The dinner even led to a fun challenge, as the student-athletes convinced Murray to ride on a mechanical bull along with them and cheered her on as she held on for a total of four seconds.
“Personal-best time,” Murray noted with a laugh.
Along with those opening-night memories, the rest of week seemed to be just as rewarding for the group.
“The NCAA convention was a wonderful experience,” Sciotti (left) said. “The experience was very beneficial and allowed me to see all of the hard work that goes into running the NEAC and Division III as a whole.”
For Gaetano, the experience left him as reassured as ever about his future career plans.
“I have always known that I wanted to be involved in athletics as a career, but after attending the convention and seeing how the NCAA works up close and personal, it reinforced for me that athletic administration is what I want to do as my career,” explained Gaetano. “Ultimately, I would now like to be an athletics director at the collegiate level someday.”
Dunphy (right), a member of the Morrisville State College women’s lacrosse team, was also grateful for the experience, as she noted in this video interview taken at the convention.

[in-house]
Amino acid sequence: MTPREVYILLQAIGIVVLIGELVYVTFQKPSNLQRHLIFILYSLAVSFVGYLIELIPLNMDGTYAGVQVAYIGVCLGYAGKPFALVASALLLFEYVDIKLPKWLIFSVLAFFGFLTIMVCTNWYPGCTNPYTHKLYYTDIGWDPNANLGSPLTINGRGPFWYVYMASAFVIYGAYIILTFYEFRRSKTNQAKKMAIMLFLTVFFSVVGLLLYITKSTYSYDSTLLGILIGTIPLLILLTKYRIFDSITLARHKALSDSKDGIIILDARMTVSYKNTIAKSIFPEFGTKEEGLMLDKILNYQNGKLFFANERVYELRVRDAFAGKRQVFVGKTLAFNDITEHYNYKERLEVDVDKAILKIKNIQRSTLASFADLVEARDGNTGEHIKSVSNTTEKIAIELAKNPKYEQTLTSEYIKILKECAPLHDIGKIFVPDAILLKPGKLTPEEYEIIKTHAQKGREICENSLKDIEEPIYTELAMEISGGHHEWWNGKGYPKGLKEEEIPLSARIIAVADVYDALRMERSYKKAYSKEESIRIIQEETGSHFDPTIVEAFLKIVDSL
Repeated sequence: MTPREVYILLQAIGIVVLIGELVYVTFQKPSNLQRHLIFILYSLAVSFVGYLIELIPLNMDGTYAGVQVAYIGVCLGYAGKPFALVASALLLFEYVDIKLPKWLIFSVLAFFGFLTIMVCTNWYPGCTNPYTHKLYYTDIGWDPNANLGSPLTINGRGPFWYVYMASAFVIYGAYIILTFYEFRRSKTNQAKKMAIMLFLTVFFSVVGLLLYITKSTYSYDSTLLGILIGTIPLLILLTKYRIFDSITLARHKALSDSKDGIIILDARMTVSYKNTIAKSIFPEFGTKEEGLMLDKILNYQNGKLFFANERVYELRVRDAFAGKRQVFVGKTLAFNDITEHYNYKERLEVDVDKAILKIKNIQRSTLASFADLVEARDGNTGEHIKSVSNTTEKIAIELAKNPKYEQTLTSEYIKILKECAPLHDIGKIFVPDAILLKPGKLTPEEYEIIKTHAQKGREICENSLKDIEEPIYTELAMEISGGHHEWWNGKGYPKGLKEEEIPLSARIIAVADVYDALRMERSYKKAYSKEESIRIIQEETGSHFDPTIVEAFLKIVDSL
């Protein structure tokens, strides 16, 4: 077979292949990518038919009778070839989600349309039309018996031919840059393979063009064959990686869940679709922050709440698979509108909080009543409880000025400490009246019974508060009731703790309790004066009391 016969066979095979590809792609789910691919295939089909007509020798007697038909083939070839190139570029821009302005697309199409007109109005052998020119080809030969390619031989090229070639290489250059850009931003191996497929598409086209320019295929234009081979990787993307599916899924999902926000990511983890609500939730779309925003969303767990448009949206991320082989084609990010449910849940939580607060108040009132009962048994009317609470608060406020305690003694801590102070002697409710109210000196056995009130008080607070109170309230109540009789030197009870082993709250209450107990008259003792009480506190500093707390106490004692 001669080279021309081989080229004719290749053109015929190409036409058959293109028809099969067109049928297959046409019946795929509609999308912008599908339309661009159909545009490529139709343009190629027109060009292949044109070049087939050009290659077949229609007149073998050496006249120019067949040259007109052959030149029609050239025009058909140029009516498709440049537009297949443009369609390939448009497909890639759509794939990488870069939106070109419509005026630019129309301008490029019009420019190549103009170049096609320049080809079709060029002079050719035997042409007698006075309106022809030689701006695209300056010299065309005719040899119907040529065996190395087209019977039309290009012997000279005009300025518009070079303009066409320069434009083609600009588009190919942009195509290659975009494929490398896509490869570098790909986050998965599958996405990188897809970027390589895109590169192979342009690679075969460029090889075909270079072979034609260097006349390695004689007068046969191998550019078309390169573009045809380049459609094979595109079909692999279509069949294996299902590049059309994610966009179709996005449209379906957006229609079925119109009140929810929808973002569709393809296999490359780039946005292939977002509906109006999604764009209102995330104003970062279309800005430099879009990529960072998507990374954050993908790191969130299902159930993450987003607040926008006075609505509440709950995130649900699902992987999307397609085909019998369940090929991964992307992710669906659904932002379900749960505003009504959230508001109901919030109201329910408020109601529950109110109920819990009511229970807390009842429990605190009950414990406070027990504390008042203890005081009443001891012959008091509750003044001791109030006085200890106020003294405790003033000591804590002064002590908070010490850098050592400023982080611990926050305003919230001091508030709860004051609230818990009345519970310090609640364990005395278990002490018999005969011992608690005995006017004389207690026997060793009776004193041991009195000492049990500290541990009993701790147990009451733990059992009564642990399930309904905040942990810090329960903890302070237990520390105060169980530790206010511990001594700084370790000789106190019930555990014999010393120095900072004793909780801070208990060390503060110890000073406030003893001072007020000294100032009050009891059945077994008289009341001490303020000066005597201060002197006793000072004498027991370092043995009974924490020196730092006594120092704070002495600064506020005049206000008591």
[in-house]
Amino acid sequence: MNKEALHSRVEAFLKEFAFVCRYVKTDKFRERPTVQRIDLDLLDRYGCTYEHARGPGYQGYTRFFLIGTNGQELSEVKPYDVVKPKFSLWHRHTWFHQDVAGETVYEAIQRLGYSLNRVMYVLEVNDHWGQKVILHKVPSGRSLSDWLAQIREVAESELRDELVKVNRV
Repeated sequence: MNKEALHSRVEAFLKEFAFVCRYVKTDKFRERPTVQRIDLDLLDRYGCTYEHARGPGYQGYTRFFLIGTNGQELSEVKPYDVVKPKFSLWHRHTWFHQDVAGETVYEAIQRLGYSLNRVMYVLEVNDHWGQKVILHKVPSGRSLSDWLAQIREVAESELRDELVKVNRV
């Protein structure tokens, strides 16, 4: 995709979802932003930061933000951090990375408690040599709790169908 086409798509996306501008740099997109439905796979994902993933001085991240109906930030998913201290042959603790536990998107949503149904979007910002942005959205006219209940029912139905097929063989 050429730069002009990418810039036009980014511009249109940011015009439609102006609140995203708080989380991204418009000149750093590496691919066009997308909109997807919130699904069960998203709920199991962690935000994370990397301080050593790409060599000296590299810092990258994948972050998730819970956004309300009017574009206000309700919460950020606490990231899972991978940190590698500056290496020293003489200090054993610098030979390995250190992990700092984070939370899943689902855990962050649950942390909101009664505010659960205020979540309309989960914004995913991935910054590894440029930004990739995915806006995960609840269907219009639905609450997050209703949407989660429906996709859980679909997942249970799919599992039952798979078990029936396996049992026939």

For more information on this year’s convention, including highlights and videos, please visit the convention page of the NCAA website here.
The North Eastern Athletic Conference has fourteen NCAA Division III member institutions which include: Bryn Athyn College, Cazenovia College, College of St. Elizabeth, Gallaudet University, Keuka College, Lancaster Bible College, Pennsylvania College of Technology, Pennsylvania State University - Abington, Pennsylvania State University - Berks, SUNY Cobleskill, SUNY Institute of Technology, SUNY Morrisville State College, Wells College, and Wilson College. Associate members are: Cedar Crest College (W Swimming), D’Youville College (M Volleyball), Hilbert College (M Lacrosse & M Volleyball), Medaille College (M&W Lacrosse & M Volleyball), Penn State Altoona (M Volleyball) and Rutgers University - Camden (M Golf). The North Eastern Athletic Conference has partnered with the North Atlantic Conference in the sports of men’s and women’s tennis.